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Thursday, November 29, 2007

The 460-foot Headtower.

The low lake level in Lake Shasta has exposed the remains of the 460-foot headtower used during the construction of the dam during the late 1930s and early ’40s. The tower was a key component in building the dam because concrete was placed with the use of a cableway radiating from the headtower.


Construction began on Shasta Dam in 1938, and the headtower was one of the first structures built. There were seven cableways, each connected to a separate tail tower at the outer ends and operating on five tracks that circled the headtower. A man worked inside the top of the headtower and single-handedly directed the entire cable system. He often wore a fedora, a white shirt and a tie. The concrete for the dam was placed in blocks, one at a time. The concrete was transported in 6-by-7-feet buckets on the cableways. The tower had four legs spaced 185 feet apart that were set 100 feet into the ground. Before Lake Shasta was filled, the headtower was cut down for safety reasons. When the water level gets low enough, the remaining part of the headtower reminds us it’s still there.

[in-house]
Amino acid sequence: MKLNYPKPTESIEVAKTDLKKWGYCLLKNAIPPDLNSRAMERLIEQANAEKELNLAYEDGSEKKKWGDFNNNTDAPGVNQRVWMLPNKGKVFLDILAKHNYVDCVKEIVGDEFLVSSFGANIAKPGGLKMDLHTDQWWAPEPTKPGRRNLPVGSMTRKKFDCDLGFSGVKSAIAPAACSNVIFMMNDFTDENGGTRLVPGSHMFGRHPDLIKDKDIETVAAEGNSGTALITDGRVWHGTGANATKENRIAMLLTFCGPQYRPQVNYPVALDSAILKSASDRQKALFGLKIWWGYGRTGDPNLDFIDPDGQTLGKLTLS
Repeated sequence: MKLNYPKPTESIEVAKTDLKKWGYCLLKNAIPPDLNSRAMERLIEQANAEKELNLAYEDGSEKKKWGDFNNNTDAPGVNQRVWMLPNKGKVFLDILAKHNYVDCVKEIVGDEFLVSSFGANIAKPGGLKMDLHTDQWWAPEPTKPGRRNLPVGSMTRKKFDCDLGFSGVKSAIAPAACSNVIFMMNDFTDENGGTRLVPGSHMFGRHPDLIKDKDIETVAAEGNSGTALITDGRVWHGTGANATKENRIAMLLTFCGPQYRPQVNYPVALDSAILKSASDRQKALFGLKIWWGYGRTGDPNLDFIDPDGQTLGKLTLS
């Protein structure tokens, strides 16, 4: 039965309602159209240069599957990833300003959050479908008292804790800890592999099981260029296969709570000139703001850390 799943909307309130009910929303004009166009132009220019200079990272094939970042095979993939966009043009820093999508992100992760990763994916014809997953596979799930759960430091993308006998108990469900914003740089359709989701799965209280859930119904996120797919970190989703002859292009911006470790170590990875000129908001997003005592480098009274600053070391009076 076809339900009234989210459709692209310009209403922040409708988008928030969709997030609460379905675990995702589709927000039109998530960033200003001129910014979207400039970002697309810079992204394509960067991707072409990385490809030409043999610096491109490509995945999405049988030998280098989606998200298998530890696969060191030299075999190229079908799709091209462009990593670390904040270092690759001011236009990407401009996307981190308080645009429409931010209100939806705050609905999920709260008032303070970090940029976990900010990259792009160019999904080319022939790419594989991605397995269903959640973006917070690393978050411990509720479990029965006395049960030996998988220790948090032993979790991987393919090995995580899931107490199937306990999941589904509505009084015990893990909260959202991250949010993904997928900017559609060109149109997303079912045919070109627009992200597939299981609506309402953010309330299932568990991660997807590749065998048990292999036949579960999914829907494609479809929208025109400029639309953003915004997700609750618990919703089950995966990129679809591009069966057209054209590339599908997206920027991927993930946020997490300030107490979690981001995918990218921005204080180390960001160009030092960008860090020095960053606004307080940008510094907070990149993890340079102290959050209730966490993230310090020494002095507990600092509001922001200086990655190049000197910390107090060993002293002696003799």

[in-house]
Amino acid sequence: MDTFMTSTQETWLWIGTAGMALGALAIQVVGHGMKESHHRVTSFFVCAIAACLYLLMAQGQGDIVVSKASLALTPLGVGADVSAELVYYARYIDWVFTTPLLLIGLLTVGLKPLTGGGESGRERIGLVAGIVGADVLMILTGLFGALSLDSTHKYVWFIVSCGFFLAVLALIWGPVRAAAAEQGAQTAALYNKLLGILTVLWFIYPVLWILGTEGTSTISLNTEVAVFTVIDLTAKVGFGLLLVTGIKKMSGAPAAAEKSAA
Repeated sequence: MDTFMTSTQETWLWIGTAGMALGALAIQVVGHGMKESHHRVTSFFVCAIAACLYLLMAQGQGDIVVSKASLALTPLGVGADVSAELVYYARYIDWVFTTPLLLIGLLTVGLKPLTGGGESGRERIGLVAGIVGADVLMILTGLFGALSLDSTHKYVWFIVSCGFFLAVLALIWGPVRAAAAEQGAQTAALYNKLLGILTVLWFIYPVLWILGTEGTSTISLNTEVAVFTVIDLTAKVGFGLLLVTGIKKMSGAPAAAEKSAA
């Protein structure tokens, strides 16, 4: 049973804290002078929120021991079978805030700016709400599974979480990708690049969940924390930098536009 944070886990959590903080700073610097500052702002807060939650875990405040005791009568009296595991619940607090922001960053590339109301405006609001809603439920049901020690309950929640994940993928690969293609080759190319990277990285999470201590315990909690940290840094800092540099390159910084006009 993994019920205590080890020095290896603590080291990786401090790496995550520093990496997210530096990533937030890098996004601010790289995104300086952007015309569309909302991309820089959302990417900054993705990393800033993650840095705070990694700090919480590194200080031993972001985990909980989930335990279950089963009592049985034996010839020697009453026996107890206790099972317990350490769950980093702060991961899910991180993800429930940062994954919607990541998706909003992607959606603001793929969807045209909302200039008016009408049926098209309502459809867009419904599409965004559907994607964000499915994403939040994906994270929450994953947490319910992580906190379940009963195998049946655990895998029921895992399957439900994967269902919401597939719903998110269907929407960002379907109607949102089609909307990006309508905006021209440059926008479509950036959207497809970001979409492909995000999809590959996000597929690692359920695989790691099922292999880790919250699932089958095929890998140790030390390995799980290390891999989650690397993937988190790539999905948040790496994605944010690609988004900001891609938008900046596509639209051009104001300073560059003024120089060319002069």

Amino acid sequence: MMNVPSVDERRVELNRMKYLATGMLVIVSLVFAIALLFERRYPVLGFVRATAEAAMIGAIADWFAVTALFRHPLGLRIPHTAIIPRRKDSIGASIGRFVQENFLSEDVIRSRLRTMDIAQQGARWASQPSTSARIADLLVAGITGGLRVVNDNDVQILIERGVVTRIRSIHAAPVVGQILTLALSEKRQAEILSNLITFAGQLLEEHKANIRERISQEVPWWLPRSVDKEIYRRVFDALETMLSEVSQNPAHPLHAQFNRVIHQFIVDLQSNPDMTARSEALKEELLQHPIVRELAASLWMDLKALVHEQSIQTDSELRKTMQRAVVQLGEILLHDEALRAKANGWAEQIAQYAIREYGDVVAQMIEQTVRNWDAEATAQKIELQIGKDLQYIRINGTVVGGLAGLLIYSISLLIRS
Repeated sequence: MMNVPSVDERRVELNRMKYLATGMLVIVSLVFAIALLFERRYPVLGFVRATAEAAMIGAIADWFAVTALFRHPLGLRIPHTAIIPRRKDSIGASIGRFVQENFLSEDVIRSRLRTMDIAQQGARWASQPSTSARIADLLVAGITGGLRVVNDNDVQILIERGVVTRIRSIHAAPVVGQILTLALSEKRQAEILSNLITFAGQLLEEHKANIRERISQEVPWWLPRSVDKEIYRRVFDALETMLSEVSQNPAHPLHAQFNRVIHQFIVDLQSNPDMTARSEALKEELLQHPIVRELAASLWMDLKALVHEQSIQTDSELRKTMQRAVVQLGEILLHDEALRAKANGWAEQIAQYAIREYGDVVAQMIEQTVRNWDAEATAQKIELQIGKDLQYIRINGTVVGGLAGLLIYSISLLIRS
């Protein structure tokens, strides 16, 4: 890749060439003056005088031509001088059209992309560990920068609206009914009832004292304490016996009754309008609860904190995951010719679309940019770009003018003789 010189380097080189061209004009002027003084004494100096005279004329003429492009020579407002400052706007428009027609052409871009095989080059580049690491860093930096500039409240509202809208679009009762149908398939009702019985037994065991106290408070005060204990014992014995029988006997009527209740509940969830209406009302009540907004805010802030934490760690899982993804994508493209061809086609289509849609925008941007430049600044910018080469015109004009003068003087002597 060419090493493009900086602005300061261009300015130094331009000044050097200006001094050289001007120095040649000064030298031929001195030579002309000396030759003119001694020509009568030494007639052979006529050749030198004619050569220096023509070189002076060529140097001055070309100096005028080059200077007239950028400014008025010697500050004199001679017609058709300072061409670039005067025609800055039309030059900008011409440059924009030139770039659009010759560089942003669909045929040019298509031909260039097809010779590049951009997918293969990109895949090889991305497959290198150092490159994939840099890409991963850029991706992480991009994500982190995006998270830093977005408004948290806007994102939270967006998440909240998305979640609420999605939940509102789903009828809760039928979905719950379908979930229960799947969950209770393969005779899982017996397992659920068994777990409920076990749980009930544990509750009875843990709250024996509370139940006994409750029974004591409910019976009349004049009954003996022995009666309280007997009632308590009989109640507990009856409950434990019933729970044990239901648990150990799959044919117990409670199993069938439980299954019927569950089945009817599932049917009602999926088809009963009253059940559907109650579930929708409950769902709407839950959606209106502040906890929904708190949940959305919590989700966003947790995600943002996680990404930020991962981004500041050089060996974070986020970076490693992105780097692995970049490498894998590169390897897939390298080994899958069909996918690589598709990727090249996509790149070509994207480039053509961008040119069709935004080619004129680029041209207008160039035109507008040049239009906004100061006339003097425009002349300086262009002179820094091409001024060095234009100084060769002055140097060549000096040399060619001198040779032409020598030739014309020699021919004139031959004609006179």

You can see the headtower from a number of locations — Fisherman’s Point (bring binoculars), Centimudi boat ramp (binoculars also needed here) and from the dam. Yes, you can walk out on the dam with permission from the guards. Walk a little more than halfway across the dam, look down and there it is — complete with fishing lines and weights tangled around the metal.

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